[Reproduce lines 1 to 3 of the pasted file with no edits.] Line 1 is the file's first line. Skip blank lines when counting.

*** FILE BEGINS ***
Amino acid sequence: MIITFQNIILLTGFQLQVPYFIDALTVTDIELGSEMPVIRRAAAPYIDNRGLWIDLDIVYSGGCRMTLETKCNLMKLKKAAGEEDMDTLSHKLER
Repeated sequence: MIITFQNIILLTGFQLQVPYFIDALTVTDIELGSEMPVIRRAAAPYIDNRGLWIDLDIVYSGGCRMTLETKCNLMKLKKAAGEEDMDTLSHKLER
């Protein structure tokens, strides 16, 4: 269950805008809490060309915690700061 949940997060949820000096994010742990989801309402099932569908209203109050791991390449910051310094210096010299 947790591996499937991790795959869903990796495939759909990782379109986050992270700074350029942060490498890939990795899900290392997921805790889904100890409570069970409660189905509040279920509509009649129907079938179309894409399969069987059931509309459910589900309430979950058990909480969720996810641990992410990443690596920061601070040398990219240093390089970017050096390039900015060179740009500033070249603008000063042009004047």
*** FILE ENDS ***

Amino acid sequence: MIITFQNIILLTGFQLQVPYFIDALTVTDIELGSEMPVIRRAAAPYIDNRGLWIDLDIVYSGGCRMTLETKCNLMKLKKAAGEEDMDTLSHKLER
Repeated sequence: MIITFQNIILLTGFQLQVPYFIDALTVTDIELGSEMPVIRRAAAPYIDNRGLWIDLDIVYSGGCRMTLETKCNLMKLKKAAGEEDMDTLSHKLER
């Protein structure tokens, strides 16, 4: 269950805008809490060309915690700061 949940997060949820000096994010742990989801309402099932569908209203109050791991390449910051310094210096010299 947790591996499937991790795959869903990796495939759909990782379109986050992270700074350029942060490498890939990795899900290392997921805790889904100890409570069970409660189905509040279920509509009649129907079938179309894409399969069987059931509309459910589900309430979950058990909480969720996810641990992410990443690596920061601070040398990219240093390089970017050096390039900015060179740009500033070249603008000063042009004047």